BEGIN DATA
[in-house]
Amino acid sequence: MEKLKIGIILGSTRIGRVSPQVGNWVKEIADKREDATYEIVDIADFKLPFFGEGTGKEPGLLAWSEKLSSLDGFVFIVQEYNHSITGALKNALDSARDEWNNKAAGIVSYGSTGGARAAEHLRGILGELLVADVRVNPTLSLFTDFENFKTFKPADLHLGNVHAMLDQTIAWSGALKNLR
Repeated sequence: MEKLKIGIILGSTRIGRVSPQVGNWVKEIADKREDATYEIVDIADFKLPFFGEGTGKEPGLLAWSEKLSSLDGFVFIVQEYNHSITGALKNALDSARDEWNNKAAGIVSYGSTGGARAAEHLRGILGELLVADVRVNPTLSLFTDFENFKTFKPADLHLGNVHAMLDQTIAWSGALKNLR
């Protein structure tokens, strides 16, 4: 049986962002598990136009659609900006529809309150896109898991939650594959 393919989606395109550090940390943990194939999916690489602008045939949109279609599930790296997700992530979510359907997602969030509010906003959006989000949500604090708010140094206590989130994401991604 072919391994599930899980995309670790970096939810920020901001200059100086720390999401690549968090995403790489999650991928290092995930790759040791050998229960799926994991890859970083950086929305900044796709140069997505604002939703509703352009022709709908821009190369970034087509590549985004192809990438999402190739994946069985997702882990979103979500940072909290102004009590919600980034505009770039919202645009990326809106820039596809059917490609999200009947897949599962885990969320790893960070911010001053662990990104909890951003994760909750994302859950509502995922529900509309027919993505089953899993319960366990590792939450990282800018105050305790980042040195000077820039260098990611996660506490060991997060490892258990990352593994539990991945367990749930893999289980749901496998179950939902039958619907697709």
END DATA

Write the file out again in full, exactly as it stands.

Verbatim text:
[in-house]
Amino acid sequence: MEKLKIGIILGSTRIGRVSPQVGNWVKEIADKREDATYEIVDIADFKLPFFGEGTGKEPGLLAWSEKLSSLDGFVFIVQEYNHSITGALKNALDSARDEWNNKAAGIVSYGSTGGARAAEHLRGILGELLVADVRVNPTLSLFTDFENFKTFKPADLHLGNVHAMLDQTIAWSGALKNLR
Repeated sequence: MEKLKIGIILGSTRIGRVSPQVGNWVKEIADKREDATYEIVDIADFKLPFFGEGTGKEPGLLAWSEKLSSLDGFVFIVQEYNHSITGALKNALDSARDEWNNKAAGIVSYGSTGGARAAEHLRGILGELLVADVRVNPTLSLFTDFENFKTFKPADLHLGNVHAMLDQTIAWSGALKNLR
């Protein structure tokens, strides 16, 4: 049986962002598990136009659609900006529809309150896109898991939650594959 393919989606395109550090940390943990194939999916690489602008045939949109279609599930790296997700992530979510359907997602969030509010906003959006989000949500604090708010140094206590989130994401991604 072919391994599930899980995309670790970096939810920020901001200059100086720390999401690549968090995403790489999650991928290092995930790759040791050998229960799926994991890859970083950086929305900044796709140069997505604002939703509703352009022709709908821009190369970034087509590549985004192809990438999402190739994946069985997702882990979103979500940072909290102004009590919600980034505009770039919202645009990326809106820039596809059917490609999200009947897949599962885990969320790893960070911010001053662990990104909890951003994760909750994302859950509502995922529900509309027919993505089953899993319960366990590792939450990282800018105050305790980042040195000077820039260098990611996660506490060991997060490892258990990352593994539990991945367990749930893999289980749901496998179950939902039958619907697709």